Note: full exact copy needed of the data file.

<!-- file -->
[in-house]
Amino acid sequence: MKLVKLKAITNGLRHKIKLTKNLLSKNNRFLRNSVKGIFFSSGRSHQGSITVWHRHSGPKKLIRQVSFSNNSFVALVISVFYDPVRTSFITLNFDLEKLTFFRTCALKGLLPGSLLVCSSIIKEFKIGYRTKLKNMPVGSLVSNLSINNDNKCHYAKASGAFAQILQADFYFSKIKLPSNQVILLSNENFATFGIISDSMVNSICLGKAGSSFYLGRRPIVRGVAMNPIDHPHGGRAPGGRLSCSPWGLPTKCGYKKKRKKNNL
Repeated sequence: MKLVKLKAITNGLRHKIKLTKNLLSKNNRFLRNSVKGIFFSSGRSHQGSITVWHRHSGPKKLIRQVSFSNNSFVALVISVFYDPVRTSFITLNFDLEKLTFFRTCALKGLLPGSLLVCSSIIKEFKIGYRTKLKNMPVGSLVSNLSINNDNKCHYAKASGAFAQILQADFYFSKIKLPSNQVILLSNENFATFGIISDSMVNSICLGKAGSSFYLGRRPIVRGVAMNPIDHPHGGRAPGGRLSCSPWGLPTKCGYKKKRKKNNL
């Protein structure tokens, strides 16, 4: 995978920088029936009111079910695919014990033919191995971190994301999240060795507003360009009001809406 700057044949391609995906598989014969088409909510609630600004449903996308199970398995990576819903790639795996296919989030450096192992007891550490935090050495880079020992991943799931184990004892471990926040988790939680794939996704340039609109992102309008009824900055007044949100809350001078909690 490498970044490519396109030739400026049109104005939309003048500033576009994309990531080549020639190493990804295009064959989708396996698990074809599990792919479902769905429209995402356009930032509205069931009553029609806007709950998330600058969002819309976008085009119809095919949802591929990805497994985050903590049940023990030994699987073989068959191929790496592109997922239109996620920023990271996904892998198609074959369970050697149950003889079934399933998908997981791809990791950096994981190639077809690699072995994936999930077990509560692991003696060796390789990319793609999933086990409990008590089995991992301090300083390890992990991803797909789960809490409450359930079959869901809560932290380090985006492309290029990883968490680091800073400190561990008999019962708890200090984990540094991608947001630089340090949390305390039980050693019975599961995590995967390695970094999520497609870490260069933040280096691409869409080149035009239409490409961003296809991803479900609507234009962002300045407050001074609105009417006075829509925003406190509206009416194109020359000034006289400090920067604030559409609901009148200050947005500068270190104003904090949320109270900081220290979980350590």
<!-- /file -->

[in-house]
Amino acid sequence: MKLVKLKAITNGLRHKIKLTKNLLSKNNRFLRNSVKGIFFSSGRSHQGSITVWHRHSGPKKLIRQVSFSNNSFVALVISVFYDPVRTSFITLNFDLEKLTFFRTCALKGLLPGSLLVCSSIIKEFKIGYRTKLKNMPVGSLVSNLSINNDNKCHYAKASGAFAQILQADFYFSKIKLPSNQVILLSNENFATFGIISDSMVNSICLGKAGSSFYLGRRPIVRGVAMNPIDHPHGGRAPGGRLSCSPWGLPTKCGYKKKRKKNNL
Repeated sequence: MKLVKLKAITNGLRHKIKLTKNLLSKNNRFLRNSVKGIFFSSGRSHQGSITVWHRHSGPKKLIRQVSFSNNSFVALVISVFYDPVRTSFITLNFDLEKLTFFRTCALKGLLPGSLLVCSSIIKEFKIGYRTKLKNMPVGSLVSNLSINNDNKCHYAKASGAFAQILQADFYFSKIKLPSNQVILLSNENFATFGIISDSMVNSICLGKAGSSFYLGRRPIVRGVAMNPIDHPHGGRAPGGRLSCSPWGLPTKCGYKKKRKKNNL
């Protein structure tokens, strides 16, 4: 995978920088029936009111079910695919014990033919191995971190994301999240060795507003360009009001809406 700057044949391609995906598989014969088409909510609630600004449903996308199970398995990576819903790639795996296919989030450096192992007891550490935090050495880079020992991943799931184990004892471990926040988790939680794939996704340039609109992102309008009824900055007044949100809350001078909690 490498970044490519396109030739400026049109104005939309003048500033576009994309990531080549020639190493990804295009064959989708396996698990074809599990792919479902769905429209995402356009930032509205069931009553029609806007709950998330600058969002819309976008085009119809095919949802591929990805497994985050903590049940023990030994699987073989068959191929790496592109997922239109996620920023990271996904892998198609074959369970050697149950003889079934399933998908997981791809990791950096994981190639077809690699072995994936999930077990509560692991003696060796390789990319793609999933086990409990008590089995991992301090300083390890992990991803797909789960809490409450359930079959869901809560932290380090985006492309290029990883968490680091800073400190561990008999019962708890200090984990540094991608947001630089340090949390305390039980050693019975599961995590995967390695970094999520497609870490260069933040280096691409869409080149035009239409490409961003296809991803479900609507234009962002300045407050001074609105009417006075829509925003406190509206009416194109020359000034006289400090920067604030559409609901009148200050947005500068270190104003904090949320109270900081220290979980350590």